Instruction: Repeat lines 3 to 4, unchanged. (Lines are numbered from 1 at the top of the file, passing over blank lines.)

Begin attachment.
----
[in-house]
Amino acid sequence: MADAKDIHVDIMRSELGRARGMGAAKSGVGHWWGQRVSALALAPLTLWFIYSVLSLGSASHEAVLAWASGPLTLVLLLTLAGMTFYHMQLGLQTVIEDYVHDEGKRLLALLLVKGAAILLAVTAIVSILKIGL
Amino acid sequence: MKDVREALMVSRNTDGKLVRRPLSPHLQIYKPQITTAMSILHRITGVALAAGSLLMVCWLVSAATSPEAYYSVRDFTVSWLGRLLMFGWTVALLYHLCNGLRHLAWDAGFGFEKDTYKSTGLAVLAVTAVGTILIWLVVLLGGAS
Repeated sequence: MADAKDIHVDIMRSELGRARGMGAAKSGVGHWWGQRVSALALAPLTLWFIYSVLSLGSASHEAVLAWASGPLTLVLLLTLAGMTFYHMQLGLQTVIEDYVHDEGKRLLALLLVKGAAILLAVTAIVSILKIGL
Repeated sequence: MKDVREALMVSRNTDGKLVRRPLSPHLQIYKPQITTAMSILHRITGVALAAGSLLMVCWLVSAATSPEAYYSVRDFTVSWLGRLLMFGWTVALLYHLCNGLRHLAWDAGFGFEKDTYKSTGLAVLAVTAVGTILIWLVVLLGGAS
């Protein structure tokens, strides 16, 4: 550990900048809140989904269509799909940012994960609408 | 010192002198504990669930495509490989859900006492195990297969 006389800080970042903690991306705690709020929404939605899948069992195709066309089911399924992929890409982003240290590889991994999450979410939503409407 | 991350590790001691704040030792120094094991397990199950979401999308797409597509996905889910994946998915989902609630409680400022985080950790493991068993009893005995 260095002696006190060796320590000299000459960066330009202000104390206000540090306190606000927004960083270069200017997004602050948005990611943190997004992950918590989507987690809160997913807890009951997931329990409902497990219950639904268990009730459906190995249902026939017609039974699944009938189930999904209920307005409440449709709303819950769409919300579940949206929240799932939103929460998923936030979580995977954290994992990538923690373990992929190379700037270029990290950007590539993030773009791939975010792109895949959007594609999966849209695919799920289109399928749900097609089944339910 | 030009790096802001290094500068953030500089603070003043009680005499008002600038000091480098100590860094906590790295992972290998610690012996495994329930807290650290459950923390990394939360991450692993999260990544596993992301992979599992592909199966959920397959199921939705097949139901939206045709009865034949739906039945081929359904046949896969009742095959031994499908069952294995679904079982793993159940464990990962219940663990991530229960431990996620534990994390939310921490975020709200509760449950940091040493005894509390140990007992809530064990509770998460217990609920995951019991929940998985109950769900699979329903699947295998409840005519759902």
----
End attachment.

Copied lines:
Amino acid sequence: MKDVREALMVSRNTDGKLVRRPLSPHLQIYKPQITTAMSILHRITGVALAAGSLLMVCWLVSAATSPEAYYSVRDFTVSWLGRLLMFGWTVALLYHLCNGLRHLAWDAGFGFEKDTYKSTGLAVLAVTAVGTILIWLVVLLGGAS
Repeated sequence: MADAKDIHVDIMRSELGRARGMGAAKSGVGHWWGQRVSALALAPLTLWFIYSVLSLGSASHEAVLAWASGPLTLVLLLTLAGMTFYHMQLGLQTVIEDYVHDEGKRLLALLLVKGAAILLAVTAIVSILKIGL